KUnit can refer both to the unit testing code within the Linux kernel and to the project as a whole, which includes some other supporting code. The meaning is usually clear when used in context.
With that said, KUnit, as a project, is made up of several repositories. As mentioned elsewhere, the actual KUnit unit testing code is in the upstream Linux kernel or is otherwise staged on Gerrit waiting to get into the Linux kernel. All our other code is in Gerrit. For an introduction to Gerrit (with a high level overview of git), see https://gerrit-review.googlesource.com/Documentation/intro-user.html. For detailed introduction to git, see https://try.github.io.
Starting from Scratch¶
This section describes how to start a change from scratch.
Cloning a repo for the first time¶
If you have not done so yet, clone the repository you want to make changes to. For example:
git clone https://kunit.googlesource.com/prow-presubmit
Checkout the desired branch¶
Checkout the branch on which you want to make changes to. For example:
git checkout master
Make sure your branch is up to date¶
If you have not done so in a while, you will need to update your repo and
branches. Your remote references can be updated with the
fetch command. For
git fetch origin
origin it the name of the KUnit remote, by default
origin is the
name of the repository that was cloned.
Now that you have updated your remote references, you need to update the local branch you will be working on. If this branch is only local to your repository, you may need to rebase it on the remote branch you are trying to get your changes into (in this case, you would already have changes underway. See Updating Existing Changes for more information.); here we assume that is not the case. Update your branch with the pull command. For example:
git pull origin -ff
-ff forces git not to merge upstream changes into your branch. This is
important as we, the KUnit project, do not want merge commits in our git repos.
This command will fail if you have local changes.
Making a change¶
Once you have made a change, that you are happy with and would like to send up
for review you first need to
commit the change. For example:
git add path/to/a/file/you/modified git add path/to/a/different/file/you/changed git commit
A git commit should be a logical, bite-size change that is easy for your reviewer to understand.
Your commit message should have a:
subject - line on top that provides a vague idea of what you are doing.
body - which describes in more detail what you are doing.
The bottome of your commit message should have:
Change-Id- see https://gerrit-review.googlesource.com/Documentation/user-changeid.html for more information.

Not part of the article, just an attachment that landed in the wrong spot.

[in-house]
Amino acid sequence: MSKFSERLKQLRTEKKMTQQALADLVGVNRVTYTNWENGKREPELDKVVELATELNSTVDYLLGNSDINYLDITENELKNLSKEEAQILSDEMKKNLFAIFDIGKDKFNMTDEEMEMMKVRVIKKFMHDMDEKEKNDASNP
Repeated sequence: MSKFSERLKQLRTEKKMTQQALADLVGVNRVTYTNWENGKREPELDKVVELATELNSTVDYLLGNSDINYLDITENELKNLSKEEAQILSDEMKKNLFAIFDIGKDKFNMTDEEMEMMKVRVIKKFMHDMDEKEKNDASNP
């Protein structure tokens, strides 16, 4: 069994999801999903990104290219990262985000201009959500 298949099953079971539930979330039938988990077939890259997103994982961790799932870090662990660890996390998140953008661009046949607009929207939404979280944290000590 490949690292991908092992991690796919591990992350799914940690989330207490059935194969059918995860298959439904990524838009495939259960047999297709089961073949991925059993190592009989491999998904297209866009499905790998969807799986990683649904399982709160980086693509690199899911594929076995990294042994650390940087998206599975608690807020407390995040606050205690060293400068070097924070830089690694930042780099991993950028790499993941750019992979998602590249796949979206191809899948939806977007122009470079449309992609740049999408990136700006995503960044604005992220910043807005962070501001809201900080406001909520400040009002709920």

Sending changes for review¶
Now that you are happy with your commits, you need to send them for review.
This is done by pushing them to Gerrit with the
push command. For example,
let’s say you want your changes to be submitted on
origin is the prow-presubmit repo:
git push -u origin HEAD:refs/for/master
If pushing succeeds, Gerrit will respond by printing out the link where you can find the review.
Updating Existing Changes¶
This section describes how to update your or another user’s changes.
Checking out someone else’s changes¶
Gerrit allows users to take over changes made by other users. This can be done by checking out a change that is currently under review (and then pushing modified versions of those changes). Let’s say there is a change at https://kunit-review.googlesource.com/c/prow-presubmit/+/2569; you can checkout this change and its dependencies by clicking on the download button; it will provide you several options, the first option provides a git command that you can copy to your command line and run, such as:
git fetch "https://kunit.googlesource.com/prow-presubmit" refs/changes/69/2569/1 && git checkout FETCH_HEAD
You can also use this to checkout changes that you have misplaced or lost.
Once you have checked out the changes that you need to update, you may want to update them, as the branch you are looking to submit to may have progressed; this can be accomplished by rebasing against the branch you want to submit to. For example:
git rebase master
Now you need to modify the commits to address reviewer’s comments, or maybe you realized that you forgot something that should be in an earlier commit. Modifying commits may be accomplished with interactive rebase. Interactive rebase is a very powerful git command and is discussed in some detail here: https://dev.to/blakedeboer/beginners-guide-to-interactive-rebasing-1ob.
You might start an interactive rebase with:
git rebase -i master
Only modify commits that are actually under review; changing commits that have already been checked in will cause Gerrit to yell at you.
Sending changes for review (again)¶
All you need to do to update your changes on Gerrit under review is to push your modified commits to the same branch that you would have as if you were pushing for the first time.
For example, let’s say you want to submit your changes to
master; you would
git push -u origin HEAD:refs/for/master
You may wonder how Gerrit knows to replace the old commits at this location
with the ones that you modified; the secret is the
Change-Id. A Change-Id
should almost never be changed when updating a commit; it tells Gerrit that
the commit is the same commit as before even though everything else may have
changed about the commit (including the commit hash).